Long boat

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Long boat
x = 4, y = 4, rule = B3/S23 bo$obo$bobo$2b2o! #C [[ THUMBSIZE 2 THEME 6 GRID GRIDMAJOR 0 SUPPRESS THUMBLAUNCH ]] #C Still life
Pattern type Strict still life
Number of cells 7
Bounding box 4×4
Frequency class 6.6
Discovered by JHC group
Year of discovery 1970

Long boat is a longer version of a boat that was discovered by the JHC group in 1970.[1]

It can be trivially extended to form longer versions of the boat.


The long boat is the eighth most common still life in Achim Flammenkamp's census, being less common than ship but more common than ship-tie.[2]. It is also the tenth most common object on Adam P. Goucher's Catagolue. It is the second most common 7-bit still life, being less common than the loaf but more common than eater 1.[3]


Long boat can be constructed using only 3 gliders; its first glider synthesis was found by John Abbott.[4] There are multiple ways to synthesize a long boat using three gliders, two of which involve a glider hitting a beehive or loaf in a way only possible if the beehive or loaf had just formed. This can be useful in soup-based glider syntheses, as the beehive/loaf (predecessor) can sometimes be synthesized together with another object more cheaply than synthesizing the two separately.[5]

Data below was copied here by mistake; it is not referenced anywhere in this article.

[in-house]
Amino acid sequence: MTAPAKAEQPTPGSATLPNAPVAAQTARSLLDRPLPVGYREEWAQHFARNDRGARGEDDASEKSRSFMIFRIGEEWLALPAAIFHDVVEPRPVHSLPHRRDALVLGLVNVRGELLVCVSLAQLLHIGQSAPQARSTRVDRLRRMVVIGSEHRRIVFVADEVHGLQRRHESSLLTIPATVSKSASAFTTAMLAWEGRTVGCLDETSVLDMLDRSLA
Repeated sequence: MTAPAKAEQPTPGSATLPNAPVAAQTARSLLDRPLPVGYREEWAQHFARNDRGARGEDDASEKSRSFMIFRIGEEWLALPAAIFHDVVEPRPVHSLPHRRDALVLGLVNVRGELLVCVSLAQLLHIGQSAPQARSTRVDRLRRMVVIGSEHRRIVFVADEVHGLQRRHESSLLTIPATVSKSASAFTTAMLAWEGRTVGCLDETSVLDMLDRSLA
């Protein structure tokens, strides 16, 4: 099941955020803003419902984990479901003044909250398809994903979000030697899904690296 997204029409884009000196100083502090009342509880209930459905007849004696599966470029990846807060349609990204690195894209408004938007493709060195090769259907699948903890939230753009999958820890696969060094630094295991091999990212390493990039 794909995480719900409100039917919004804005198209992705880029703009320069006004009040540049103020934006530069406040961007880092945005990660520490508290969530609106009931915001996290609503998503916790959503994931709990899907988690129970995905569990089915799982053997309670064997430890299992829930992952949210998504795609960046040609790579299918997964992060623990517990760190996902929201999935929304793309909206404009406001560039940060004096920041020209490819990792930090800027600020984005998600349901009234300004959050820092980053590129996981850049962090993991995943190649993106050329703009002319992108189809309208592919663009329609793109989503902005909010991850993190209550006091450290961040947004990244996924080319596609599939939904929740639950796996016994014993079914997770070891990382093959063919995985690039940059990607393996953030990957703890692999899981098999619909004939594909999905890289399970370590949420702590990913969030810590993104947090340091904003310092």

1. Dean Hickerson's oscillator stamp collection. Retrieved on June 18, 2009.
  2. Achim Flammenkamp (September 7, 2004). "Most seen natural occurring ash objects in Game of Life". Retrieved on January 15, 2009.
  3. Adam P. Goucher. "Statistics". Catagolue. Retrieved on June 24, 2016.
  4. "Life Credits". Mark D. Niemiec. Retrieved on June 12, 2011.
  5. MathAndCode (December 12, 2020). Re: Still Life Synthesis Thread (discussion thread) at the ConwayLife.com forums

External links

No corners (barges) (^-2) • (^-1) • ^0^1^2^3
One corner (boats) (^-2) • (^-1) • ^0^1^2^3
Two corners (ships) (^-1) • ^0^1^2^3